Direct and indirect responses of tallgrass prairie butterflies to prescribed burning

  • Published source details Vogel J.A., Koford R.R. & Debinski D.M. (2010) Direct and indirect responses of tallgrass prairie butterflies to prescribed burning. Journal of Insect Conservation, 14, 663-677.


This study is summarised as evidence for the following.

Action Category

Use rotational burning

Action Link
Butterfly and Moth Conservation
  1. Use rotational burning

    A replicated, site comparison study in 2004–2005 in two remnant prairies and adjacent land in Iowa, USA (Vogel et al. 2010, same experimental set-up as Vogel et al. 2007) found that recently burned sites had lower abundance and species richness of butterflies than sites burned longer ago. At sites burned 7–25 months before surveying, the abundance and species richness of all butterflies (abundance: 6–21 individuals/unit; richness: 4–7 species/unit) and of prairie specialists (abundance: 2–14 individuals/unit; richness: 1–3 species/unit) were lower than at sites burned 43–61 months before surveying (all: 13–21 individuals/unit; 5–7 species/unit; specialists: 5–15 individuals/unit; 2–3 species/unit). Of 14 individual species, four were less abundant, and three were more abundant, at recently burned sites than at sites burned longer ago (see paper for details). Across two remnant prairie reserves (320 and 1,800 ha) and surrounding land, 22 management units (10–102 ha) were managed consistently for ≥4 years. All units were burned during autumn or spring every 1–6 years. Twelve units were also lightly grazed on rotation (0.25 cow-calf pairs/ha). From June–August 2004–2005, butterflies were surveyed for 30 minutes twice/year at 53 sites (50 × 50 m, >150 m apart) across the 22 units. Butterflies were classified as “specialists” which require native prairie plants as adults or caterpillars, and “generalists” which use a variety of common plants and occur in a range of open habitats.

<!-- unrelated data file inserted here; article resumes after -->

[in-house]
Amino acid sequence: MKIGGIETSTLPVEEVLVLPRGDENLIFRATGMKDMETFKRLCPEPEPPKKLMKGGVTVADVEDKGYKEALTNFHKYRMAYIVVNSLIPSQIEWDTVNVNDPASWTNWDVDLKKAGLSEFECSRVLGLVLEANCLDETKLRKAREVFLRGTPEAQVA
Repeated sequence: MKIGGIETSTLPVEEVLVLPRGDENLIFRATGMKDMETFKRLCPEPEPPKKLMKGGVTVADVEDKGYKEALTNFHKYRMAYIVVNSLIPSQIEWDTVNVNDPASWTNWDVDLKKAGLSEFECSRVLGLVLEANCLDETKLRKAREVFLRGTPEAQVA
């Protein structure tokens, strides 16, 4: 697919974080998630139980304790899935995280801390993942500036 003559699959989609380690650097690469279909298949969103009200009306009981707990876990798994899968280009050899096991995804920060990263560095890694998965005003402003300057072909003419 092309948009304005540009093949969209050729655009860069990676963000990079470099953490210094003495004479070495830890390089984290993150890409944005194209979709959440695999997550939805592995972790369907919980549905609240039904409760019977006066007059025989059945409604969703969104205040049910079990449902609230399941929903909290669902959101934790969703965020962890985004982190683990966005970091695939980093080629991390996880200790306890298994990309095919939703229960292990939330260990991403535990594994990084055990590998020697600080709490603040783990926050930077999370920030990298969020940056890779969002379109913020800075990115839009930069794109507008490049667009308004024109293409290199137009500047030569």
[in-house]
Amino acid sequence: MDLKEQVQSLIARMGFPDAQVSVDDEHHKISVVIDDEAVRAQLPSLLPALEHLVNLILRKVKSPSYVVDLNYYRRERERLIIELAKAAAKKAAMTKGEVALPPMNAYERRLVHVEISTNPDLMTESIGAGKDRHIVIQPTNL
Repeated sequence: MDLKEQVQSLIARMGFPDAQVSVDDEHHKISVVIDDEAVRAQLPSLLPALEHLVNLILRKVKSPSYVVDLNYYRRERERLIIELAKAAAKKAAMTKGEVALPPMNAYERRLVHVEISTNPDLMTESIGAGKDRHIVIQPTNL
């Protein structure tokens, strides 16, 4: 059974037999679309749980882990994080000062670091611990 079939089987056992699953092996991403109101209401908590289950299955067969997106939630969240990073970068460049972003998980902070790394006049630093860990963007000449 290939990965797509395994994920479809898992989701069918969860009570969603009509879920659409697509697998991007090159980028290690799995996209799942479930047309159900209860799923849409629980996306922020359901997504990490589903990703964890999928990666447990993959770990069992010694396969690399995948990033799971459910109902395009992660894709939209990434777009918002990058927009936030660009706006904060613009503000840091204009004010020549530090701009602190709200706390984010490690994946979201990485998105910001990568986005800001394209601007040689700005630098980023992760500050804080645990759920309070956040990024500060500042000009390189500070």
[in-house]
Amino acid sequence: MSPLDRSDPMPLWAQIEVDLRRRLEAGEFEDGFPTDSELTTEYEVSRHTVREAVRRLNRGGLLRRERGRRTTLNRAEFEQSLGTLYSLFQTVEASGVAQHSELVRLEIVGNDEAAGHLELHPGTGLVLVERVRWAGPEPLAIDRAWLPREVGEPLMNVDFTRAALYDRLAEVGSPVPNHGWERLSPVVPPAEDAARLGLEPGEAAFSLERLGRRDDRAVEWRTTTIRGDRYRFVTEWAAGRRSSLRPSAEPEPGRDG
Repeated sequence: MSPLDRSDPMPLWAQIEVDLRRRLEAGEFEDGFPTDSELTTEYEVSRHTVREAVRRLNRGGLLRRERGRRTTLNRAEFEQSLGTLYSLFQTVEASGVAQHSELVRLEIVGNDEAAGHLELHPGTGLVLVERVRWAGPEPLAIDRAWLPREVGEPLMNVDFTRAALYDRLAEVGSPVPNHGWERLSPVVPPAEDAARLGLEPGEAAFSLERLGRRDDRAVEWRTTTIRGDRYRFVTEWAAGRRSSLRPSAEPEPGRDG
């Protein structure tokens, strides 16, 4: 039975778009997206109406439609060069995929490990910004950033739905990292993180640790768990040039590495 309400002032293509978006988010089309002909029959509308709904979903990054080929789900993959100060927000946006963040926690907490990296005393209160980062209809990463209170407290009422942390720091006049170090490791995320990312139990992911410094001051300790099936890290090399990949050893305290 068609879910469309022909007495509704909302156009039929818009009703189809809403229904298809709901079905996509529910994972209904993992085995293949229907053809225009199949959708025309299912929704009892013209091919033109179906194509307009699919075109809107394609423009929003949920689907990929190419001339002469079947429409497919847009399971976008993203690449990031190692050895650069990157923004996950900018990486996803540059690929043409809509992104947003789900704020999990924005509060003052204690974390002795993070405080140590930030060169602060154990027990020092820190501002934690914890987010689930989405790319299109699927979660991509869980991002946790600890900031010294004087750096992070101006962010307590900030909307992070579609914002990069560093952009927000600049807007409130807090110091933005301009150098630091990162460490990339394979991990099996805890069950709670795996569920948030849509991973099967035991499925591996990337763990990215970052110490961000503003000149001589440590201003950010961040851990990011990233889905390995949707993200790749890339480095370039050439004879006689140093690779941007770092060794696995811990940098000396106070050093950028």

(Summarised by: Andrew Bladon)

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